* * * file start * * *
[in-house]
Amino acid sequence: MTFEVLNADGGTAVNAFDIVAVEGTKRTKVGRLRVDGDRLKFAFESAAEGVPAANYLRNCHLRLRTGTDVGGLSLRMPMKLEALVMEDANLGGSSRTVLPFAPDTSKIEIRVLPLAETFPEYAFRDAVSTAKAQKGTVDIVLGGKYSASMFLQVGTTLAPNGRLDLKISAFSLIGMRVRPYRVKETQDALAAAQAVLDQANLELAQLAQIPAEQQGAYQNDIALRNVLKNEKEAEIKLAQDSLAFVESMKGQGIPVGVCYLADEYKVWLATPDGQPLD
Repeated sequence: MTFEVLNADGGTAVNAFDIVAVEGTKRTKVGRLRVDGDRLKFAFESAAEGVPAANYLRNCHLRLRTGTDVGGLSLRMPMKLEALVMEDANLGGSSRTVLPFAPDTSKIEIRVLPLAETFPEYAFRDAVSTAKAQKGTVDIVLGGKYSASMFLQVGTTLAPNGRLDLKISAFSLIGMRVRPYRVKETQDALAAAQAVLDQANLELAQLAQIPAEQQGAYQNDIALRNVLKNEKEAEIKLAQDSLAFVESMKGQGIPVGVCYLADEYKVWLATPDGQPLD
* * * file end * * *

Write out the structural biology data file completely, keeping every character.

[in-house]
Amino acid sequence: MTFEVLNADGGTAVNAFDIVAVEGTKRTKVGRLRVDGDRLKFAFESAAEGVPAANYLRNCHLRLRTGTDVGGLSLRMPMKLEALVMEDANLGGSSRTVLPFAPDTSKIEIRVLPLAETFPEYAFRDAVSTAKAQKGTVDIVLGGKYSASMFLQVGTTLAPNGRLDLKISAFSLIGMRVRPYRVKETQDALAAAQAVLDQANLELAQLAQIPAEQQGAYQNDIALRNVLKNEKEAEIKLAQDSLAFVESMKGQGIPVGVCYLADEYKVWLATPDGQPLD
Repeated sequence: MTFEVLNADGGTAVNAFDIVAVEGTKRTKVGRLRVDGDRLKFAFESAAEGVPAANYLRNCHLRLRTGTDVGGLSLRMPMKLEALVMEDANLGGSSRTVLPFAPDTSKIEIRVLPLAETFPEYAFRDAVSTAKAQKGTVDIVLGGKYSASMFLQVGTTLAPNGRLDLKISAFSLIGMRVRPYRVKETQDALAAAQAVLDQANLELAQLAQIPAEQQGAYQNDIALRNVLKNEKEAEIKLAQDSLAFVESMKGQGIPVGVCYLADEYKVWLATPDGQPLD